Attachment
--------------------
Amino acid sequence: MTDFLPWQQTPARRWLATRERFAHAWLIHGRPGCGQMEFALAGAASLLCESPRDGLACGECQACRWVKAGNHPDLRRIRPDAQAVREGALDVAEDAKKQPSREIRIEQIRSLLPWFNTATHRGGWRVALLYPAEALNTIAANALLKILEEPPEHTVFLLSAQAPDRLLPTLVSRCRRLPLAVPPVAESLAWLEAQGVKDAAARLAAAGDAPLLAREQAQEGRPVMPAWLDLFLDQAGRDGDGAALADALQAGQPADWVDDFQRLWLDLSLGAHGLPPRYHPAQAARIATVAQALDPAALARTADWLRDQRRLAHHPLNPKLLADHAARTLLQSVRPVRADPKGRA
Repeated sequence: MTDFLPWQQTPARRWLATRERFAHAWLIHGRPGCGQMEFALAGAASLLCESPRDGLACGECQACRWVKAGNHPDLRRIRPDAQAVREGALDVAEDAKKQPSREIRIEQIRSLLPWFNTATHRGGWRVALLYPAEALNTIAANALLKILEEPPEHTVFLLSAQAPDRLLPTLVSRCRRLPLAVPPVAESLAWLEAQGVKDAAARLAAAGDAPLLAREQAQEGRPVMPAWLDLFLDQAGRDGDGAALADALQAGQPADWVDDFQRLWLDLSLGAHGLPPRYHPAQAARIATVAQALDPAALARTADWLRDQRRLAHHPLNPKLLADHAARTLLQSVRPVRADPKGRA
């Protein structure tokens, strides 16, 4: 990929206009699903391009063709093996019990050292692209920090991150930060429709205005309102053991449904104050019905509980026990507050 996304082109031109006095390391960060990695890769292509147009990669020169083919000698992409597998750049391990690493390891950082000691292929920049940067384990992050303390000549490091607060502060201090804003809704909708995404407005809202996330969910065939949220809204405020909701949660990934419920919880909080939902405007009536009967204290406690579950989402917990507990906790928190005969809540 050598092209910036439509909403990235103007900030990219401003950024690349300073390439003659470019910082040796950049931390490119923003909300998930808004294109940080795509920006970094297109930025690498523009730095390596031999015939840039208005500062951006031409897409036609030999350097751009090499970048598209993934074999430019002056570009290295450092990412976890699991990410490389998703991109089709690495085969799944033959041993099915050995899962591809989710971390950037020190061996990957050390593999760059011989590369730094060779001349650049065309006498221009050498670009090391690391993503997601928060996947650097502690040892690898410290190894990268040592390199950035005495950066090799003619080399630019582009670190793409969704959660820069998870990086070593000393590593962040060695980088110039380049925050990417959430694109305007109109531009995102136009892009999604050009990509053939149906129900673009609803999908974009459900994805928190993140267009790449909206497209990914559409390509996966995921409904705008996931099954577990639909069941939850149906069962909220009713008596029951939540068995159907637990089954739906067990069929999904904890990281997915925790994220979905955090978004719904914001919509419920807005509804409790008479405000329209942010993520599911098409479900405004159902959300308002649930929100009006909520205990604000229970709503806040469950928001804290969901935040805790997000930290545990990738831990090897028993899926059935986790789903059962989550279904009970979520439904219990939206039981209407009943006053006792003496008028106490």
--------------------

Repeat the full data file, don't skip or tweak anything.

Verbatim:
Amino acid sequence: MTDFLPWQQTPARRWLATRERFAHAWLIHGRPGCGQMEFALAGAASLLCESPRDGLACGECQACRWVKAGNHPDLRRIRPDAQAVREGALDVAEDAKKQPSREIRIEQIRSLLPWFNTATHRGGWRVALLYPAEALNTIAANALLKILEEPPEHTVFLLSAQAPDRLLPTLVSRCRRLPLAVPPVAESLAWLEAQGVKDAAARLAAAGDAPLLAREQAQEGRPVMPAWLDLFLDQAGRDGDGAALADALQAGQPADWVDDFQRLWLDLSLGAHGLPPRYHPAQAARIATVAQALDPAALARTADWLRDQRRLAHHPLNPKLLADHAARTLLQSVRPVRADPKGRA
Repeated sequence: MTDFLPWQQTPARRWLATRERFAHAWLIHGRPGCGQMEFALAGAASLLCESPRDGLACGECQACRWVKAGNHPDLRRIRPDAQAVREGALDVAEDAKKQPSREIRIEQIRSLLPWFNTATHRGGWRVALLYPAEALNTIAANALLKILEEPPEHTVFLLSAQAPDRLLPTLVSRCRRLPLAVPPVAESLAWLEAQGVKDAAARLAAAGDAPLLAREQAQEGRPVMPAWLDLFLDQAGRDGDGAALADALQAGQPADWVDDFQRLWLDLSLGAHGLPPRYHPAQAARIATVAQALDPAALARTADWLRDQRRLAHHPLNPKLLADHAARTLLQSVRPVRADPKGRA
């Protein structure tokens, strides 16, 4: 990929206009699903391009063709093996019990050292692209920090991150930060429709205005309102053991449904104050019905509980026990507050 996304082109031109006095390391960060990695890769292509147009990669020169083919000698992409597998750049391990690493390891950082000691292929920049940067384990992050303390000549490091607060502060201090804003809704909708995404407005809202996330969910065939949220809204405020909701949660990934419920919880909080939902405007009536009967204290406690579950989402917990507990906790928190005969809540 050598092209910036439509909403990235103007900030990219401003950024690349300073390439003659470019910082040796950049931390490119923003909300998930808004294109940080795509920006970094297109930025690498523009730095390596031999015939840039208005500062951006031409897409036609030999350097751009090499970048598209993934074999430019002056570009290295450092990412976890699991990410490389998703991109089709690495085969799944033959041993099915050995899962591809989710971390950037020190061996990957050390593999760059011989590369730094060779001349650049065309006498221009050498670009090391690391993503997601928060996947650097502690040892690898410290190894990268040592390199950035005495950066090799003619080399630019582009670190793409969704959660820069998870990086070593000393590593962040060695980088110039380049925050990417959430694109305007109109531009995102136009892009999604050009990509053939149906129900673009609803999908974009459900994805928190993140267009790449909206497209990914559409390509996966995921409904705008996931099954577990639909069941939850149906069962909220009713008596029951939540068995159907637990089954739906067990069929999904904890990281997915925790994220979905955090978004719904914001919509419920807005509804409790008479405000329209942010993520599911098409479900405004159902959300308002649930929100009006909520205990604000229970709503806040469950928001804290969901935040805790997000930290545990990738831990090897028993899926059935986790789903059962989550279904009970979520439904219990939206039981209407009943006053006792003496008028106490």